Call me an old soul, but as a person raised on traditional family values, with two biological parents who, to this day, are still married and living under the same roof, I believe in those same family values and that said values should be preserved. It is almost impossible to deny the benefits of families, whether you’re growing up in one or are starting one of your own. Families are the building blocks of society. Children who grow up in traditional families (having been raised by two biological parents) are far less likely to drop out of school, exhibit behavioral disorders, or live in poverty.  And if there’s one thing that the Bible and/or general Catholic teaching defends in spades, it’s the traditional family! One of the best examples is this: which says “But if anyone does not provide for his relatives, and especially for members of his household, he has denied the faith and is worse than an unbeliever” (1 Timothy 5:8). With this passage in mind, even if you take out the faith aspect of it, this reflects the majority of people’s ideas about fostering a family. If you saw a parent, mother or father, ignore their child and only provide for themselves, what would you think of them? You would most likely see them as a horrible, selfish person. Again, whether or not you believe in God or follow the Bible, the idea of the traditional family is a cornerstone of our entire civilization, it just so happens that I was taught such a thing through Catholic teachings. With the help of the church and my parents, who are both also Catholic, I was able to learn how integral families are to the building of societies and civilization, and why it’s important to uphold traditional family values.

3. Patience and tolerance

Now, when a lot of people think or Catholicism or Christianity, they think of possibly the most intolerant group of people in modern society. And while yes, there are certains sects of Christianity that are objectively intolerant, growing up with Catholic teachings and on Catholic values seems to have taught me the exact opposite. This passage essentially sums it up:

“As for the one who is weak in faith, welcome him, but not to quarrel over opinions.  One person believes he may eat anything, while the weak person eats only vegetables. Let not the one who eats despise the one who abstains, and let not the one who abstains pass judgment on the one who eats, for God has welcomed him.  Who are you to pass judgment on the servant of another? It is before his own master that he stands or falls. And he will be upheld, for the Lord is able to make him stand” (Romans 14:1-4).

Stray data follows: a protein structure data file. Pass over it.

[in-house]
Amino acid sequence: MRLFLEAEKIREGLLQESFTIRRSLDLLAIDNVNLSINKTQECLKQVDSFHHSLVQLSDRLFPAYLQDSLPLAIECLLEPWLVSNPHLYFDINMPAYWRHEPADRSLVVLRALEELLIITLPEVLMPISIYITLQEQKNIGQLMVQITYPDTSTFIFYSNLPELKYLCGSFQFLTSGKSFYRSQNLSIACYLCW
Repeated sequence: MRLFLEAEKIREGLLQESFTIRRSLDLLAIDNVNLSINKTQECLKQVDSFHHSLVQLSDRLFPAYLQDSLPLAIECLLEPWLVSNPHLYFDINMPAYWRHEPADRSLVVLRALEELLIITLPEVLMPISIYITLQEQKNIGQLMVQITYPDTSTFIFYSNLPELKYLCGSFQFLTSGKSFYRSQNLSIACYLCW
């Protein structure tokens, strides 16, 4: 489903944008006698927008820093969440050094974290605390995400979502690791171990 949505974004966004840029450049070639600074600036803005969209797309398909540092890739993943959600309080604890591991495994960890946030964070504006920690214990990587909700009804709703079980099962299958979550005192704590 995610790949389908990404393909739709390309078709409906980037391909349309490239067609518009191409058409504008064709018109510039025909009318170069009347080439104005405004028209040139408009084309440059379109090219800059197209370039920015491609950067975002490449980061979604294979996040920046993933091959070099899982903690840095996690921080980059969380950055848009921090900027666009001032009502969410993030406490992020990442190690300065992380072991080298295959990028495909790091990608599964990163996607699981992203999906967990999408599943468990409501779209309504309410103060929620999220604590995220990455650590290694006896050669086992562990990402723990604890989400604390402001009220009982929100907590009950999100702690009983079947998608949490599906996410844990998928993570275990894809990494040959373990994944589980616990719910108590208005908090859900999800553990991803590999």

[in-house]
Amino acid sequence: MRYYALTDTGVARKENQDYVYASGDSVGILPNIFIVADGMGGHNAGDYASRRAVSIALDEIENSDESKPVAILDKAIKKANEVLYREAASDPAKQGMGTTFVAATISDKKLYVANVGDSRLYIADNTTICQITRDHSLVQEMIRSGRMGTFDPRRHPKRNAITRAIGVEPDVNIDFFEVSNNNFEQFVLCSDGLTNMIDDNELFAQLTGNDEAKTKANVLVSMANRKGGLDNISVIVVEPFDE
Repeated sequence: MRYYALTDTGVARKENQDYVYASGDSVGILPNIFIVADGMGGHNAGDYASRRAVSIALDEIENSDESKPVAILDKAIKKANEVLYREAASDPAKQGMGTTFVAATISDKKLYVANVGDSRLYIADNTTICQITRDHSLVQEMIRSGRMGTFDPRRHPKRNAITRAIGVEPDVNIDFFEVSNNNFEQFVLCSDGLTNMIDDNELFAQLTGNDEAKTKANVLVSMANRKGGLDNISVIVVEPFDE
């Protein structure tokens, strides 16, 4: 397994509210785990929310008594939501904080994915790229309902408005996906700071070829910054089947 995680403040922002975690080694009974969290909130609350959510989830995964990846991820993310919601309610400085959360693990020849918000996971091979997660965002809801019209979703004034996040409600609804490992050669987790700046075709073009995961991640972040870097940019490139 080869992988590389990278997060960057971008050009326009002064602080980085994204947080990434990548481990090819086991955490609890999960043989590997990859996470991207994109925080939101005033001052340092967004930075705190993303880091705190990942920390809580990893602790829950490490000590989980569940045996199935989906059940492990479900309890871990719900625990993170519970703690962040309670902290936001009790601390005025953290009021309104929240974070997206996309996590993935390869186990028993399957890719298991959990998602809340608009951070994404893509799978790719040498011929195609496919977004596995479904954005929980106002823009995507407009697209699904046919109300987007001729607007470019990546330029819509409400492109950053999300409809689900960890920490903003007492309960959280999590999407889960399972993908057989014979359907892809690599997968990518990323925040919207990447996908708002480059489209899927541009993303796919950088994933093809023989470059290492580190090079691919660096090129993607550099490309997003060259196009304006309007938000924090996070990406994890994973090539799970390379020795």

This seems to pretty strongly advocate for tolerance, doesn’t it? It’s literally saying not to judge another person simply because they have different beliefs than you. It almost serves as a preamble to Pope Francis’ controversial statement about gay people in the church, “Who am I to judge?” But it doesn’t stop there. There’s also this: “Therefore be patient, brethren, until the coming of the Lord The farmer waits for the precious produce of the soil, being patient about it, until it gets the early and late rains” (James 5:7).  Again, even if you take the God aspect of it, the message is still fairly clear; those who are patient will be rewarded. While a lot of people can learn patience and tolerance at school or through common sense, which I did to a certain extent, it was the church, my youth ministers, and other ministers at my parish that have taught me not to judge others, and that being patient and working hard will reap the best benefits.

So there it is! Those are three things that I learned through my Catholic upbringing. While I’m not denying that you can learn these things through normal society and common sense, the church was simply the vessel that allowed me to learn such things. So, no matter what your beliefs, I encourage you to simply keep an open mind. Even if you don’t believe in God, the Bible, or anything in between, there are still some good things that the Bible and the church teach even if you take out the faith aspect of those teachings. At any rate, thank you for reading today’s post, it is good to be back! Be sure to share the post with your friends, follow The Young Gentleman’s Guide on Facebook and Instagram, and also send an e-mail to younggentlemansguide@gmail.com to send us some feedback or suggestions for future posts! And with that in mind, this is Max from The Young Gentleman’s Guide, and I’ll see you next time!